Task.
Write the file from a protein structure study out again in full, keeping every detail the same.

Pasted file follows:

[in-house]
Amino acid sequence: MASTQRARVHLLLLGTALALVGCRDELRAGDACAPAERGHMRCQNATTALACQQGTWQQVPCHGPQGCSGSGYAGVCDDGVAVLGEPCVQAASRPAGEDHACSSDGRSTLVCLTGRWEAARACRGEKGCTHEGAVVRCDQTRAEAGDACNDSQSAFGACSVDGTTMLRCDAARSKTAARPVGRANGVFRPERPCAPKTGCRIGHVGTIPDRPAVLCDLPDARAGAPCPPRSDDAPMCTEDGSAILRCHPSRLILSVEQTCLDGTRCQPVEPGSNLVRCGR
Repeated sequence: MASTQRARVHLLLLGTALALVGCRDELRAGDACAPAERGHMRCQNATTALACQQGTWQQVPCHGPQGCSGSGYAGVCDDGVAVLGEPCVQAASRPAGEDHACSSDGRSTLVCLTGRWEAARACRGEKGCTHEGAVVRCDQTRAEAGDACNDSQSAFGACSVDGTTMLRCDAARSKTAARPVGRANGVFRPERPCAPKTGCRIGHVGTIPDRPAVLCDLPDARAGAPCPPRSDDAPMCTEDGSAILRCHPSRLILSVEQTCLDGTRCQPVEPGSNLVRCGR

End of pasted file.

[in-house]
Amino acid sequence: MASTQRARVHLLLLGTALALVGCRDELRAGDACAPAERGHMRCQNATTALACQQGTWQQVPCHGPQGCSGSGYAGVCDDGVAVLGEPCVQAASRPAGEDHACSSDGRSTLVCLTGRWEAARACRGEKGCTHEGAVVRCDQTRAEAGDACNDSQSAFGACSVDGTTMLRCDAARSKTAARPVGRANGVFRPERPCAPKTGCRIGHVGTIPDRPAVLCDLPDARAGAPCPPRSDDAPMCTEDGSAILRCHPSRLILSVEQTCLDGTRCQPVEPGSNLVRCGR
Repeated sequence: MASTQRARVHLLLLGTALALVGCRDELRAGDACAPAERGHMRCQNATTALACQQGTWQQVPCHGPQGCSGSGYAGVCDDGVAVLGEPCVQAASRPAGEDHACSSDGRSTLVCLTGRWEAARACRGEKGCTHEGAVVRCDQTRAEAGDACNDSQSAFGACSVDGTTMLRCDAARSKTAARPVGRANGVFRPERPCAPKTGCRIGHVGTIPDRPAVLCDLPDARAGAPCPPRSDDAPMCTEDGSAILRCHPSRLILSVEQTCLDGTRCQPVEPGSNLVRCGR